While Warner Bros dithers over whether to cast in-demand black actor Michael B. Jordan as DC Comics icon Superman, the fans have moved on — as a four-day tour of the Javits Center last week could tell you.
On the West Side of Manhattan, a quarter of a million people (predominantly but not overwhelmingly young) assemble annually over the first weekend of October for what one attendee called the “event most completely reflective of the demographics of this city” — New York Comic Con. And attendee diversity is displayed as much by what they wore as who they were.
Cosplay — dressing up as a favorite character from a comic, TV, film or video game — is as much a part of the Comic Con experience (perhaps even moreso) as creator panels, movie previews, book/clothing/collectible exhibitor booths, etc. Cosplay allows otherwise passive participants to take part in the creative process in a manner unique from other types of fandom.
According to NYCC producers ReedPop, an overwhelming number engage in cosplay of one sort of another. Hundreds actively participate in cosplay contests either in person or online. And for many of these fans, Superman is already black, Asian, Hispanic, the traditional Caucasian and, um, goth. So too, The Incredibles cross all racial boundaries.
And such choices have an impact: Anyone going to Comic Con over the last decade could have predicted that the first Deadpool movie would become a smash. He was clearly the most popular cosplay choice. Years before the Thirteenth Doctor Who regenerated as Jodie Whittaker, many women already saw themselves as the last of the Time Lords.
Of course, such choices are not universally embraced. An alt-right of fandom has arisen in recent years to bewail, among other things, the appearance of a black Norse God (Heimdall) in the Thor movie franchise, a female Thor and black Wally (Kid Flash) West in comics and the all-female “Ghostbusters” reboot. Each of those creative choices had varying degrees of success. In general though, Fandom shrugged its collective shoulders and the characters became more options for cosplayers to adopt.
Pop culture is in an inextricable reciprocal relationship with capitalism. It continually reinvents itself as the marketplace expands. Diversity makes sense because it makes dollars. When this author was growing up in the ‘70s, he was a rare non-Caucasian kid picking up comics off convenience store spin racks. In the sparse comic book stores of that time, girls (other than impatient mothers dragging their sons out after an inordinate amount of time) were almost nonexistent. That’s not the case today. A diverse geek culture seeks out fantasy characters of all stripes — traditional and non-traditional looks. As the marketplace scrambles to keep up, the genre dominates movies, TV and streaming services. Marvel Studios movies alone have grossed $17.5 billion since first launching Iron Man a decade ago.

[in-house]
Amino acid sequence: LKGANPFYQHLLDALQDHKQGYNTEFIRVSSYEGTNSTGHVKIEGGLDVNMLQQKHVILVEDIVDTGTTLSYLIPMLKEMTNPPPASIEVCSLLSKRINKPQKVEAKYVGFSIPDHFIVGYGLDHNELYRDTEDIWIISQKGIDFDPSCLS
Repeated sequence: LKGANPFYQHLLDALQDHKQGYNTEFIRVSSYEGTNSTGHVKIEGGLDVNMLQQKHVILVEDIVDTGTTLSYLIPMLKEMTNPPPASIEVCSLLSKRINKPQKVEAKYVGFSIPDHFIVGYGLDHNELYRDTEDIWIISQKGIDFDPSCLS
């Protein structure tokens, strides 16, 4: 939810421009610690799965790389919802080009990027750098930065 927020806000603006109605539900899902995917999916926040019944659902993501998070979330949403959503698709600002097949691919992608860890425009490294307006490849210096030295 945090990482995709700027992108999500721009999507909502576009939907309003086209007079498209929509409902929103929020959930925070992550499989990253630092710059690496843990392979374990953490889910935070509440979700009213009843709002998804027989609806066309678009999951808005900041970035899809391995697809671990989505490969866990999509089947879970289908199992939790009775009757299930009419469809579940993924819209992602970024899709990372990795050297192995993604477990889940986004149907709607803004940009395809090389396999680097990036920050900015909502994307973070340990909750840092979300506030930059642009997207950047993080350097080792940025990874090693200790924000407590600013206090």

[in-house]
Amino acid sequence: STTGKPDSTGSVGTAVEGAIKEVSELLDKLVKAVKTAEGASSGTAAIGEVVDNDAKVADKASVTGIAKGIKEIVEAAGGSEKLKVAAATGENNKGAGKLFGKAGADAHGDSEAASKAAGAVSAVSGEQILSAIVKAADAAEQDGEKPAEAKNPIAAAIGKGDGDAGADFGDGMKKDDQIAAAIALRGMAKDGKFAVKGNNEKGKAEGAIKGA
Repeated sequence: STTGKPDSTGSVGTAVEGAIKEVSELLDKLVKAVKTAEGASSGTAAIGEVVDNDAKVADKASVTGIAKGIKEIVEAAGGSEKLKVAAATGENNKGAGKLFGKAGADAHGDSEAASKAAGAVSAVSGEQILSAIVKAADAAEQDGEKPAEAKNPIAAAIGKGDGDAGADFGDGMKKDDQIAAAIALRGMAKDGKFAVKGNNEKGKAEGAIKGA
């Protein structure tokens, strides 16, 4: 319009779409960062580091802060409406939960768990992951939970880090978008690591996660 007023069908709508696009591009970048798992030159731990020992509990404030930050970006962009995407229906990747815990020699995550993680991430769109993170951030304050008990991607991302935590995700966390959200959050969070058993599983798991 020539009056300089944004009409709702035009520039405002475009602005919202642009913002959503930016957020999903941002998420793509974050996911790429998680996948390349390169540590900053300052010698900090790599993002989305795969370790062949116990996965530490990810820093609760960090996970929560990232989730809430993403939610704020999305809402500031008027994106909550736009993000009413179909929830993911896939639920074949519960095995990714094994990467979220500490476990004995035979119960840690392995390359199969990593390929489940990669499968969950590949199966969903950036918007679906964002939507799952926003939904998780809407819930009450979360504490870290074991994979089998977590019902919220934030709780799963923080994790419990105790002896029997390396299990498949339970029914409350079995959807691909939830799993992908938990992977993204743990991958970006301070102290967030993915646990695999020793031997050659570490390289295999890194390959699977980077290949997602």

Of course, the critique of pop culture choices come not merely from the right.
On the left, outrage comes over the denunciation of so-called “cultural appropriation” — the notion that a white girl shouldn’t wear Asian-style dresses or anything “borrowed” from a culture not their own. And, no, generally speaking, one didn’t see too many white people wearing Black Panther-inspired attire (then again, how would one know if they stayed in the full-covering body suit?).
However, at least one Latino young boy was dressed as Panther foe Killmonger (similarly, an adult Latino dressed as Spawn — an African-American veteran before his death and return as a hellish creature of vengeance). And a non-visually handicapped white guy went dressed as Daredevil’s alter-ego, blind attorney Matt Murdock. Should that be considered crossing a line?
If so, then let’s applaud crossing lines and abandoning “tradition” — the right way.
Today’s fans could be tomorrow’s creators — or at the very least, will influence them. The black nerds of the Comicidal Podcast looked at a once-obscure band of Justice League of America supervillains called the Royal Flush Gang and thought, “Black people play spades more than they do poker.” And, no, the previously offensive racial dimension of the term is not lost upon them either. Instead, they take ownership and empowerment of it themselves. And thus, they debuted a group called the Spades Gang — Ace, King, Queen (the latter two gender-flipped), Deuce and two Jokers — at New York Comic Con.
Doubling down on nerdiness, members Lucius “Deuce” Illumix, R.P. “Queen” Wilson and company met at a conference of the National Association of Black Engineers. Seriously.
So, seemingly lost DC/Warner Bros, take note: Learn the right lesson of the blockbuster “Black Panther” movie. It’s not about gimmick-casting Michael B. Jordan to step into Kal-El’s red trunks and Clark Kent’s dark suit. Instead, draw from 80 years of storytelling — which includes multiple black Supermen (of parallel worlds and alternate timelines) with unique storylines — and put a fresh spin on it. Produce a compelling narrative that can appeal to traditional and newer audiences.
Trust in the source material, shuffle the deck with some inspired creativity and be rewarded with the truly universal color — green.